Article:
We're also very excited for the growing Austro-libertarian movement in the South, with Korean translations being provided by the great team at Mises.Kr

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Krugman's Magic Bank Recapitalization

01/24/2018Jeff Deist

Paul Krugman's latest missive in the New York Times is a nice example of his two recurrent themes, namely self-regard and world-weariness.

Ostensibly, the piece is about economists who in Krugman's view incorrectly predicted hyperinflation would result from the Fed's aggressive actions following the 2008 Crash. His primary target is Marvin Goodfriend, nominated by Trump to serve on the Fed board and guilty of what Krugman calls "inflation derp." But all "right-wing" economists earn his ire, and even some non-economists like Glen Beck, Ron Paul— whom he labels "frothing at the mouth Austrian types predicting hyperinflation."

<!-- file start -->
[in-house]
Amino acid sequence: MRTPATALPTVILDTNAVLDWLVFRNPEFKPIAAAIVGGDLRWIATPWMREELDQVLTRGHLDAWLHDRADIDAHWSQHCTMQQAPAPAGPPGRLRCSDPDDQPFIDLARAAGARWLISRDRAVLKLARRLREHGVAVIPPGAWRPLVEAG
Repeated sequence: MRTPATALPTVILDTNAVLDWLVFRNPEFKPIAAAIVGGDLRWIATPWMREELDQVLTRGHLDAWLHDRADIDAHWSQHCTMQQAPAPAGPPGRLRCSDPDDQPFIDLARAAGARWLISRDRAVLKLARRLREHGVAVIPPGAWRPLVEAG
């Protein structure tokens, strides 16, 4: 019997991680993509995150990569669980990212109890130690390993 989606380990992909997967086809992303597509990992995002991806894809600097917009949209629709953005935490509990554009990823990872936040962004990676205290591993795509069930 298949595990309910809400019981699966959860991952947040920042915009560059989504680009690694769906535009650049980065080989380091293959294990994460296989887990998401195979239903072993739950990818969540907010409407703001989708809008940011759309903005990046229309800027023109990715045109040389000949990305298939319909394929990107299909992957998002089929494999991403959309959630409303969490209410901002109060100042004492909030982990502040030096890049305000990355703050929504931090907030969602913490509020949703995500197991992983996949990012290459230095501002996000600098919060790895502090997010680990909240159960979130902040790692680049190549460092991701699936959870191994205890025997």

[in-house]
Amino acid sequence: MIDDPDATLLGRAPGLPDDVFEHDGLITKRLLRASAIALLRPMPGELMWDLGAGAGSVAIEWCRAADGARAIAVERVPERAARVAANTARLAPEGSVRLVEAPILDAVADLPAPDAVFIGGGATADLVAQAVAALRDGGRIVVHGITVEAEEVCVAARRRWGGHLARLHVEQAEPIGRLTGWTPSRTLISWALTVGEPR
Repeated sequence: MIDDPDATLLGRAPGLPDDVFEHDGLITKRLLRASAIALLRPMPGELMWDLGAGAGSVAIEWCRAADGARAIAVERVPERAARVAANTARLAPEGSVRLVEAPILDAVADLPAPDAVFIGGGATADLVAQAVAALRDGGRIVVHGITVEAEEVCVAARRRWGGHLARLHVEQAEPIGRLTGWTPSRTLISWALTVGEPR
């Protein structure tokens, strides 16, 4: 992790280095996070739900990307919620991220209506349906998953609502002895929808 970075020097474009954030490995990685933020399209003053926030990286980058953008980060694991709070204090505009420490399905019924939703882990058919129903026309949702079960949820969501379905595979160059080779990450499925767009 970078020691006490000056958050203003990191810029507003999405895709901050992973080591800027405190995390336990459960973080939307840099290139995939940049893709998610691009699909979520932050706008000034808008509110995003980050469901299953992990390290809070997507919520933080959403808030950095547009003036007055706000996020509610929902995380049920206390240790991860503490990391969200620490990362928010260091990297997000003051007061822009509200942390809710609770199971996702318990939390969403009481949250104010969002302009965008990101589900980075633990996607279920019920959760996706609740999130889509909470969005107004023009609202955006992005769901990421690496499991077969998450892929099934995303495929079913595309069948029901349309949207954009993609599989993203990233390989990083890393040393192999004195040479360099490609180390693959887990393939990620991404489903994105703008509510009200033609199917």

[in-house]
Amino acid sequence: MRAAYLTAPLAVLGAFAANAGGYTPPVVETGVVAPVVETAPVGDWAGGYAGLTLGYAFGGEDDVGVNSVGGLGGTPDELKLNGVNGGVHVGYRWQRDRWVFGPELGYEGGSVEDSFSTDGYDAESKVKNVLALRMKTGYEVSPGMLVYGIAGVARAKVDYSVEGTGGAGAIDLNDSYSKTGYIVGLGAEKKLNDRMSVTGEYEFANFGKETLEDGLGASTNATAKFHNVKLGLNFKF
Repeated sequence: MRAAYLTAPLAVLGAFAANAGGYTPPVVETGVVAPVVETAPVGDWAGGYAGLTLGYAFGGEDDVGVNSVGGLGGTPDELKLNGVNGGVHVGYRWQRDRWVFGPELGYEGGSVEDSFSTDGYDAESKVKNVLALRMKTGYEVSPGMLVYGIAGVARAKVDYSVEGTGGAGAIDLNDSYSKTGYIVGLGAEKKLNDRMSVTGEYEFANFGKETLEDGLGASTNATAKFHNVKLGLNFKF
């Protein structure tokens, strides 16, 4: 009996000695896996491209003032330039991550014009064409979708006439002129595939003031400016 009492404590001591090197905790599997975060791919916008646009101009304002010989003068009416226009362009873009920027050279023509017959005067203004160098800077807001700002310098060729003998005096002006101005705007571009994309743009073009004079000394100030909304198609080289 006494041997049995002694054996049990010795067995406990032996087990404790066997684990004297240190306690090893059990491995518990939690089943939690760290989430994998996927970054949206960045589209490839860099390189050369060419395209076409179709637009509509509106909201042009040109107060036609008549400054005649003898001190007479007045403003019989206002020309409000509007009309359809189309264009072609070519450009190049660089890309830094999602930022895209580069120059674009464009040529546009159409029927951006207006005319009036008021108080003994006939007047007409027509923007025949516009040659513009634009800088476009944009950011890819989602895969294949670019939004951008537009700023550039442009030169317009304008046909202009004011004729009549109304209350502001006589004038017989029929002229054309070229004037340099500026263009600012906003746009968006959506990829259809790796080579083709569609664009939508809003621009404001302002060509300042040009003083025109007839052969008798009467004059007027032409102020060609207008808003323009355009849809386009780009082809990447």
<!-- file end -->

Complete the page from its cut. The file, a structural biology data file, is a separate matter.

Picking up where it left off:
Why this durability of unrepentant, unprofessional derp? Surely at least part of it is political: predicting doom from money-printing appeals to powerful forces on the right, is indeed a sort of credential that guarantees favor, no matter how wrong the prediction. And let’s face it: the economics profession is essentially craven on such matters. There are no costs to unprofessional behavior that serves right-wing ideology; you’ll still get invited to all the meetings, get treated with respect, even get letters from liberal and moderate colleagues supporting your nomination to high office.